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COMING UP:Share Opener Variant 3



>> It's suppose to be a non-political visit by ceremonial royal. But Prince William's trip to Israel is loaded with symbolism for both Israelis and Palestinians. This is the first official UK royal visit to Israel since British Forces withdrew from the Holy Land 70 years ago, leaving behind the divisions that remain to this day.
His first stop was Jordan and he's meeting both Israeli Prime Minister, Benjamin Netanyahu, and his Palestinian counterpart, Mahmoud Abbas. Reuters' Jeffrey Heller.>> The timing of the visit is significant, it coincides with Israel's 70th anniversary year and heightened tensions with the Palestinians, including surges of violence along the Gaza border.
There's no expectation among Israel and Palestinians that the visit will be anything more than a good will tour at a time of continued stalemate in US-led peace efforts. Palestinians are still fuming over President Donald Trump's recognition of Jerusalem as Israel's capital in December and as relocation of the American embassy to the city.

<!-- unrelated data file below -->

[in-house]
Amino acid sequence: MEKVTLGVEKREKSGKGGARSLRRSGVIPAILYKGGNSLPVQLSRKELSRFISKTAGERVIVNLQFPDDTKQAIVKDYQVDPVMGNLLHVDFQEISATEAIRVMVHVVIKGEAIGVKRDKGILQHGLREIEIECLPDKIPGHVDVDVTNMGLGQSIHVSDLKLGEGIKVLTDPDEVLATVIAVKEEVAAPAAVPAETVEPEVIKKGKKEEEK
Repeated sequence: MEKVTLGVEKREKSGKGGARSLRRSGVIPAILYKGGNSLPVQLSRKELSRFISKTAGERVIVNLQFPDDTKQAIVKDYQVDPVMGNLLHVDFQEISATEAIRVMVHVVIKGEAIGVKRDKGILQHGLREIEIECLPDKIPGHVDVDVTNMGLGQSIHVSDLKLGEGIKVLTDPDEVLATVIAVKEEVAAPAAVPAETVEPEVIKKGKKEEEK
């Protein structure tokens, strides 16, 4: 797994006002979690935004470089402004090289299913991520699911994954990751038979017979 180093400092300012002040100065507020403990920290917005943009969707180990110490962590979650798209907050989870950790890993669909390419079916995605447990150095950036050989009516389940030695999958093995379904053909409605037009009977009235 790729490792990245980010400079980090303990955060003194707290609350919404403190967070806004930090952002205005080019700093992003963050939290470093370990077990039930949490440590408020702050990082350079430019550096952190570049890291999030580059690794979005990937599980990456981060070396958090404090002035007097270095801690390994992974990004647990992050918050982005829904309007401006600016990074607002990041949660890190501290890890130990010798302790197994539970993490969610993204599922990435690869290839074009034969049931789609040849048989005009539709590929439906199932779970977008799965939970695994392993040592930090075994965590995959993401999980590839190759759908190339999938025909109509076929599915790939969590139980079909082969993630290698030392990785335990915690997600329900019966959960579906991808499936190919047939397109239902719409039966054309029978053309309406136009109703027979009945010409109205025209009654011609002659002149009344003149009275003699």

>> Britain ruled Palestine for three decades, older people remember British soldiers on the streets. Even the hote, the Prince is staying in is loaded with history. The King David hotel was the British HQ where Jewish militants killed more than 90 people in a 1946 bombing. The Palestinians meanwhile accused Britain assigning away their land by endorsing a home for the Jews in Palestine.
>> William will have to tread carefully to avoid the Israeli-Palestinian political minefield as he visits holy sites and contested Jerusalem. The senior lawmaker from Prime Minister Benjamin Netanyahu's Likud Party has already complained about Kensington Palace's listing and the Prince's itinerary of the Old City of Jerusalem's occupied Palestinian territory.
Israel regards all of Jerusalem including the Old City as its internal and indivisible capital. Along with most other countries, Britain rejects that claim.>> And all that means Prince William's historic tour will likely struggle to bypass the region's current tensions.